If you happen to be visiting or passing through Hong Kong on a Sunday and venture outside, you will hardly be able to miss the hundreds of thousands of primarily Filipino women sitting on cardboard boxes on the streets, chatting and sharing food among friends, in what appears to be one giant street party.
It’s an unusual sight, but come rain or shine, every Sunday, these women gather in the city’s parks, streets, underneath bridges, or whatever available space they can find to sit, share food and stories with their friends.
So who are these women? And why do they congregate every Sunday in this manner? These women are among the city’s 350,000 domestic helpers who come primarily from poorer Asian countries like the Philippines and Indonesia to work as full-time, live-in helpers to Hong Kong families. Sunday is their only day off – without living space to socialise with friends, they gather in streets and parks instead.
Ever since the 1970s, foreign domestic workers have been moving to Hong Kong and working as live-in helpers to address the city’s lack of daycare and cleaners. Their job is to clean, cook and look after children and the elderly. By employing a domestic helper, it enables both adults in a Hong Kong family to commit to full-time jobs, increasing their household income.
Under the terms of their contract, these foreign domestic helpers are obliged to live-in with the local families, often meaning that they are on-call 24 hours a day. They are paid a minimum wage of just HK$4,410 per month (US$565) most of which they send back home to support their families.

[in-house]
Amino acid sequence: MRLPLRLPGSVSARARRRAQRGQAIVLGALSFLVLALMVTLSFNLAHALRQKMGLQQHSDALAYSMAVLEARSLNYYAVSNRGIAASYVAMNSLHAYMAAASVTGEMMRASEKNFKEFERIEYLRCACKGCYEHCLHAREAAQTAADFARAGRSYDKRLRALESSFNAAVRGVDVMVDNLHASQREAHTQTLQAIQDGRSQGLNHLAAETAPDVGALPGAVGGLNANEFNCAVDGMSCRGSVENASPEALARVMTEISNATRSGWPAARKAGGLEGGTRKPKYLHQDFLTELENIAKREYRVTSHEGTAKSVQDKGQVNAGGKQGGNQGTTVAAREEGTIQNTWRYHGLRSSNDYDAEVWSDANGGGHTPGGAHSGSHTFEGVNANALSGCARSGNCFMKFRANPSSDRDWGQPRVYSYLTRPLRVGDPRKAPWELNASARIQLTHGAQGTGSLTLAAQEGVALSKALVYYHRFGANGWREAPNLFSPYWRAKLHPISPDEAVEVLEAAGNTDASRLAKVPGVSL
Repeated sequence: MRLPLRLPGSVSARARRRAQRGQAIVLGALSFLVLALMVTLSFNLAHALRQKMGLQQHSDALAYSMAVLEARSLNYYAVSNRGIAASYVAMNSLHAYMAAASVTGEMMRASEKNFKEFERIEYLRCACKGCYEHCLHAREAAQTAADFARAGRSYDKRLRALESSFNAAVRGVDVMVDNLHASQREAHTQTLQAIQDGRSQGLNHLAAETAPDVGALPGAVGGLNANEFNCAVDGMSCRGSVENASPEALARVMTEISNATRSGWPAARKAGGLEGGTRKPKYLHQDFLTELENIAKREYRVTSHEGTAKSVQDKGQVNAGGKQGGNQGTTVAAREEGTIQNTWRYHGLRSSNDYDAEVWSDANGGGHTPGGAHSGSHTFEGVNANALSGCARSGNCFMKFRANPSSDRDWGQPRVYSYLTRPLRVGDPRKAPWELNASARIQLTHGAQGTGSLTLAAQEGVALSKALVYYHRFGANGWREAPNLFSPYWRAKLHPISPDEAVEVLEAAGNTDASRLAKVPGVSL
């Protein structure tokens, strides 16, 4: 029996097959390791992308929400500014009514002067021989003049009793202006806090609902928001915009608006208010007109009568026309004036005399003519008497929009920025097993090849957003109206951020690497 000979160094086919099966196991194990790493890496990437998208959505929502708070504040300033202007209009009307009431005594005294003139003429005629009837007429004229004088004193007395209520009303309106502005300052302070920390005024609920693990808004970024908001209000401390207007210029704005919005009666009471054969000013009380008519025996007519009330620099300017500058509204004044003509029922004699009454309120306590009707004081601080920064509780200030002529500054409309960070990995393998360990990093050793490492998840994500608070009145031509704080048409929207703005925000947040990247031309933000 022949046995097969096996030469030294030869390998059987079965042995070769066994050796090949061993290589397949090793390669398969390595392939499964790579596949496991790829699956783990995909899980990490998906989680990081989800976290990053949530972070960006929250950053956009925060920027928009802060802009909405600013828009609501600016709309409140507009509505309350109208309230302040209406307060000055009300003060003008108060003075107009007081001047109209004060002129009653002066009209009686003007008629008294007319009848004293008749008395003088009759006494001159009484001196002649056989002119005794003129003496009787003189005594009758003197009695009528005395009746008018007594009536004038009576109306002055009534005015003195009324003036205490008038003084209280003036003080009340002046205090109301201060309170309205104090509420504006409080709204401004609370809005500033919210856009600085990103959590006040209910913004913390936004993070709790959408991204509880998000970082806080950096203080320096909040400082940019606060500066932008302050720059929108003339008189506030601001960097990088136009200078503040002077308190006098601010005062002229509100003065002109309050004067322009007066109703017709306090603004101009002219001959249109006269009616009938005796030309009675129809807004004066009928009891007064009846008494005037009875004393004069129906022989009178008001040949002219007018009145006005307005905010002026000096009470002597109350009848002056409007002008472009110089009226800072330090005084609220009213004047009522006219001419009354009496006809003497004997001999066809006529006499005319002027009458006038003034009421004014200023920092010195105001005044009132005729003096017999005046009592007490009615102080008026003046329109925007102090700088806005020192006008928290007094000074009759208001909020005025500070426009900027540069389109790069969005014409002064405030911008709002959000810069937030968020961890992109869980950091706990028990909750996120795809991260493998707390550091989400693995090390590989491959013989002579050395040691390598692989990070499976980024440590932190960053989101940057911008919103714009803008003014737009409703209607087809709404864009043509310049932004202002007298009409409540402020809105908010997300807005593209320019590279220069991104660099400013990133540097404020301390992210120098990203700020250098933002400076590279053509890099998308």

Compared to average monthly Hong Kong salaries, the pay that foreign domestic helpers receive is considerably less. However, it is still more than many of them would be able to earn in their home countries which is why they continue to come to Hong Kong to seek work. A great number of the helpers have to leave their own children in their home country in order to come to Hong Kong to look after other people’s children.
Due to the live-in rule and the lack of living space in Hong Kong, many of the helpers are left with no other option but to sleep in a kitchen, toilet, or corner of the living room. There have been numerous cases of helpers being abused by their employers and the existing live-in rule is now being challenged by helpers in court who say it leaves them open to such dangers.
For the time being though, the 350,000 foreign domestic helpers in Hong Kong continue to live-in with their employers and are entitled to just 24 hours off a week. That is why you see these women sitting and chatting on cardboard boxes on the streets of Hong Kong every Sunday.
Recently, a British filmmaker Joanna Bowers made a documentary about Hong Kong’s foreign domestic helpers called “The Helper“. The film offers a window into the lives of some of the helpers living and working in Hong Kong and the maternal sacrifice that many make to work overseas.
Some critics feel that the current conditions foreign domestic helpers are subjected to is akin to a modern form of slavery. However, others argue that it offers these women employment and a higher salary than they could earn in their home countries.
So if you happen to be out and about in Hong Kong on a Sunday, you’ll know exactly why all these foreign women are sitting in the streets – it’s their only day off and they’ve well and truly earned it.
These helpers are the backbone to many Hong Kong families and their contribution to the city is invaluable. They deserve to be recognised for it more often. Truly, they are the unsung heroes of Hong Kong.